The session counted on a variety of different voices including the Secretary General of UCLG, Emilia Saiz, who kicked off the discussion, by underlining that we need to democratize food access, ensuring food is understood as not a privilege, but a basic human right and the Mayor of Strasbourg, Jeanne Barseghian, who brought to light the “intrinsic link between the right to food and our health and that of the planet noting we must ensure food security for all to truly leave no one and no place behind.”
The panel continued with interventions from Emily Mattheisen, FIAN International and Manuel de Araújo, Mayor of Quelimane who both underlined the importance of reaching the most vulnerable facets of our population with sustainable and equitable food systems policy and that dialogue with civil society and all actors is key in this regard. Emil Dardak, Vice-Governor of East Java highlighted the role that regions have to play as intermediaries between different municipalities and actors when it comes to food security noting the importance of ensuring fair pricing and access to food for all while Mücahit Sami Küçüktığlı, Manager of the Foreign Relations Department, Konya Metropolitan Municipality, Secretary General, International Agricultural Cities Union stressed the importance of cooperation when it comes to food systems and that they affected not only by climate change but also by human mobility and migration. Hugo Salomão, International Relations Director, Belo Horizonte highlighted the relationship between participatory democracy and food systems noting that we cannot truly achieve equitable food systems without consulting all actors involved. Rodrigo Messias, UCLG World Secretariat wrapped up the session recalling the importance of overcoming the rural-urban divide and that the outcomes of the session would feed into the general strategy of UCLG in ensuring local and regional governments’ voices are heard within policy processes related to foo.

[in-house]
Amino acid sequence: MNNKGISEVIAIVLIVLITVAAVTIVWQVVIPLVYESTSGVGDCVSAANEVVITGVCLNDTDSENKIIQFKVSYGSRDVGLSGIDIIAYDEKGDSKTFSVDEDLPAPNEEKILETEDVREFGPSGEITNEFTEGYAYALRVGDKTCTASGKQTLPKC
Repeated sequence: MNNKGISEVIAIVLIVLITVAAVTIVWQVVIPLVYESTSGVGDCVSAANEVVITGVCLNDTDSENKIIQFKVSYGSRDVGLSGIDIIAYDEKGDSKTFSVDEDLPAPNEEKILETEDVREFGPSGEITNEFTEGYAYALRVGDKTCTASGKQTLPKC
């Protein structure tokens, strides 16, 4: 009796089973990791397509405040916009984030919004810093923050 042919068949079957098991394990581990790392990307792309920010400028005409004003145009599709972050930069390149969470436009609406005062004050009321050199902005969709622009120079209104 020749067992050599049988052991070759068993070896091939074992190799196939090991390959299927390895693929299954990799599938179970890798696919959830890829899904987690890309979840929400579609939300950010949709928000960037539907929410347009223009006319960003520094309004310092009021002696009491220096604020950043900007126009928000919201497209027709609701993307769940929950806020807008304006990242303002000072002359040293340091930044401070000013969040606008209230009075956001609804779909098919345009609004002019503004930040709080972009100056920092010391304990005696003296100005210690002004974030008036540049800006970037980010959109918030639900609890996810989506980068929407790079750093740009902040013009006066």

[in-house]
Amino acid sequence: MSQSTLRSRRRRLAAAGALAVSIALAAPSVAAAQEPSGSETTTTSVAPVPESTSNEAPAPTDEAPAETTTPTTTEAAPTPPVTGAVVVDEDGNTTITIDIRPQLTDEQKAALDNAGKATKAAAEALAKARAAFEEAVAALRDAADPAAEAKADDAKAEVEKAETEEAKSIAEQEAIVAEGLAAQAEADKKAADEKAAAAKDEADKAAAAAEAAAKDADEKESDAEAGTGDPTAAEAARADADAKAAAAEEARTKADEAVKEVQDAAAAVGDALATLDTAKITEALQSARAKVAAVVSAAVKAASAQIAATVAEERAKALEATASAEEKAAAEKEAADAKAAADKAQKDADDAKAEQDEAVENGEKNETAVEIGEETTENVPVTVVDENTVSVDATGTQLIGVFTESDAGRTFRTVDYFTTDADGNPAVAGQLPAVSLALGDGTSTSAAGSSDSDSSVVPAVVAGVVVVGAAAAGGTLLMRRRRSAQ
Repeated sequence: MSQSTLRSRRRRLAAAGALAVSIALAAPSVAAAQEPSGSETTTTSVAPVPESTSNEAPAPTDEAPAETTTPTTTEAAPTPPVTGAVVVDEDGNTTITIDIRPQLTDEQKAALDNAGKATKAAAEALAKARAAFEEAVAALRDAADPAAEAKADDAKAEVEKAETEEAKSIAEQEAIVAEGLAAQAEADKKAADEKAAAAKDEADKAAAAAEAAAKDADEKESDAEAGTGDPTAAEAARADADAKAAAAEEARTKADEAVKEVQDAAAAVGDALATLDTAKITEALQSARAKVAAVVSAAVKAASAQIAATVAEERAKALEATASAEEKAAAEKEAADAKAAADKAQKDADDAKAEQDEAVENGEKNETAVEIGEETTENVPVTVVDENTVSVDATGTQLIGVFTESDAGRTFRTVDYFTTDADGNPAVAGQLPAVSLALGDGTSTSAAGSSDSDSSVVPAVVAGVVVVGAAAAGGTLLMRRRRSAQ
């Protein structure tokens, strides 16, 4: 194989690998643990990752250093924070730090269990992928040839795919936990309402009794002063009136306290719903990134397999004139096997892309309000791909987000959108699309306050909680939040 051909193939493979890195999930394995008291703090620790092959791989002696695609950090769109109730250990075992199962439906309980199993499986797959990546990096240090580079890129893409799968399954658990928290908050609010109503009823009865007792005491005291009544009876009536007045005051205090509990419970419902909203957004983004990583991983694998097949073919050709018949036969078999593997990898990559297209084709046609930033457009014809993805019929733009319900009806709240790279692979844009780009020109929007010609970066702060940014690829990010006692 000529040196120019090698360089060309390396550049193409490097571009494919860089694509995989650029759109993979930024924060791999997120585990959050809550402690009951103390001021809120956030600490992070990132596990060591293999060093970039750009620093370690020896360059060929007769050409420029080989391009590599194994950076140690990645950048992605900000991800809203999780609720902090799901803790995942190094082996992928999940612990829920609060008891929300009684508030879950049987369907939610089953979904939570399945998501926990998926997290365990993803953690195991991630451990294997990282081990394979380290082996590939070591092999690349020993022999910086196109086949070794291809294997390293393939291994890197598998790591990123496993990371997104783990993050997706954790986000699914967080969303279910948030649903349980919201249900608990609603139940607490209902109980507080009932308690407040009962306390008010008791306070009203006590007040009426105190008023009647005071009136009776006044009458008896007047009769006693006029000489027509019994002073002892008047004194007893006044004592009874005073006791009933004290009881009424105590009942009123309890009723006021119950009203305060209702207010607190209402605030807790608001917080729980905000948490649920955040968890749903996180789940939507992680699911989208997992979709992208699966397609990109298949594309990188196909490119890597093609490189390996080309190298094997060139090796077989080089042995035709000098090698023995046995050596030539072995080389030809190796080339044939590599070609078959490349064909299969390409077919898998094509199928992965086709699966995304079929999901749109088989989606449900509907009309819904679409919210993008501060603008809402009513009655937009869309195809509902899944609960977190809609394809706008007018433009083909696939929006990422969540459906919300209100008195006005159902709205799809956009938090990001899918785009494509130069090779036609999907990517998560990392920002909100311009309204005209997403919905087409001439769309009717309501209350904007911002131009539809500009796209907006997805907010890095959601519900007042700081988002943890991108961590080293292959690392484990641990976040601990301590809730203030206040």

Rethinking our food systems is an integral part of our relationship with the planet. The outcomes of the session are set to feed our advocacy during the UNFSS and, more broadly, become a part of the inputs that will feed the Pact for the Future that our organization was mandated to develop. Through the transformation of our food systems, we will be also transforming our society into one that cares for its planet, and for its people.
By addressing the challenges that food faces and co-creating solutions, we will feed into the renewal of the social contract for people, planet, and government.
Link: Towards the UN Food Systems Summit and Beyond